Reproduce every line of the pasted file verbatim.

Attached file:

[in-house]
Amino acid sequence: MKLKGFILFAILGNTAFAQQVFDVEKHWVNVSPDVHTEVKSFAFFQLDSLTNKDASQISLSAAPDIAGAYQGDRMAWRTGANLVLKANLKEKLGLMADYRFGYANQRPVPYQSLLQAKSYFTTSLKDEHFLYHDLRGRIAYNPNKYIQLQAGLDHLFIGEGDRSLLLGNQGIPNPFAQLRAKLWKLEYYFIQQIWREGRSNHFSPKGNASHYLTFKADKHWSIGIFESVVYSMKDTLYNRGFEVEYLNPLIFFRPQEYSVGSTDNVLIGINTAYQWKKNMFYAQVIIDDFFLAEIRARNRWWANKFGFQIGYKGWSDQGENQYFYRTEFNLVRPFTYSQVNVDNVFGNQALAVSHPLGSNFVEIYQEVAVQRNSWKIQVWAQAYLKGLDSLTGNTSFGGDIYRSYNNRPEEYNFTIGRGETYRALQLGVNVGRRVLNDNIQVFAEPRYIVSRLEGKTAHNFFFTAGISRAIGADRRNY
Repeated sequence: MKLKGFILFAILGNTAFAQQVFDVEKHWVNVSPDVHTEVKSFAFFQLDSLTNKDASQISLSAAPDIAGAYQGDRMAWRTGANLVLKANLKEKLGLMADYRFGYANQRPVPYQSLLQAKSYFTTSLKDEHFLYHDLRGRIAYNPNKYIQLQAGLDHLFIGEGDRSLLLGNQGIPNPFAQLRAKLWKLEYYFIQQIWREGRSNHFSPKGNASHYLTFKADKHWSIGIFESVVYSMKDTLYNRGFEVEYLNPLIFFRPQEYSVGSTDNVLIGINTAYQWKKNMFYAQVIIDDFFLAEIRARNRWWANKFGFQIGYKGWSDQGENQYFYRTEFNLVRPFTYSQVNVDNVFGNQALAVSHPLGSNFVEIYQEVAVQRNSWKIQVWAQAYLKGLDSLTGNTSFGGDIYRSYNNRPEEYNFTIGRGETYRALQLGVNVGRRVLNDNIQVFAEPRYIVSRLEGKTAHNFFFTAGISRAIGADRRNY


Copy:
[in-house]
Amino acid sequence: MKLKGFILFAILGNTAFAQQVFDVEKHWVNVSPDVHTEVKSFAFFQLDSLTNKDASQISLSAAPDIAGAYQGDRMAWRTGANLVLKANLKEKLGLMADYRFGYANQRPVPYQSLLQAKSYFTTSLKDEHFLYHDLRGRIAYNPNKYIQLQAGLDHLFIGEGDRSLLLGNQGIPNPFAQLRAKLWKLEYYFIQQIWREGRSNHFSPKGNASHYLTFKADKHWSIGIFESVVYSMKDTLYNRGFEVEYLNPLIFFRPQEYSVGSTDNVLIGINTAYQWKKNMFYAQVIIDDFFLAEIRARNRWWANKFGFQIGYKGWSDQGENQYFYRTEFNLVRPFTYSQVNVDNVFGNQALAVSHPLGSNFVEIYQEVAVQRNSWKIQVWAQAYLKGLDSLTGNTSFGGDIYRSYNNRPEEYNFTIGRGETYRALQLGVNVGRRVLNDNIQVFAEPRYIVSRLEGKTAHNFFFTAGISRAIGADRRNY
Repeated sequence: MKLKGFILFAILGNTAFAQQVFDVEKHWVNVSPDVHTEVKSFAFFQLDSLTNKDASQISLSAAPDIAGAYQGDRMAWRTGANLVLKANLKEKLGLMADYRFGYANQRPVPYQSLLQAKSYFTTSLKDEHFLYHDLRGRIAYNPNKYIQLQAGLDHLFIGEGDRSLLLGNQGIPNPFAQLRAKLWKLEYYFIQQIWREGRSNHFSPKGNASHYLTFKADKHWSIGIFESVVYSMKDTLYNRGFEVEYLNPLIFFRPQEYSVGSTDNVLIGINTAYQWKKNMFYAQVIIDDFFLAEIRARNRWWANKFGFQIGYKGWSDQGENQYFYRTEFNLVRPFTYSQVNVDNVFGNQALAVSHPLGSNFVEIYQEVAVQRNSWKIQVWAQAYLKGLDSLTGNTSFGGDIYRSYNNRPEEYNFTIGRGETYRALQLGVNVGRRVLNDNIQVFAEPRYIVSRLEGKTAHNFFFTAGISRAIGADRRNY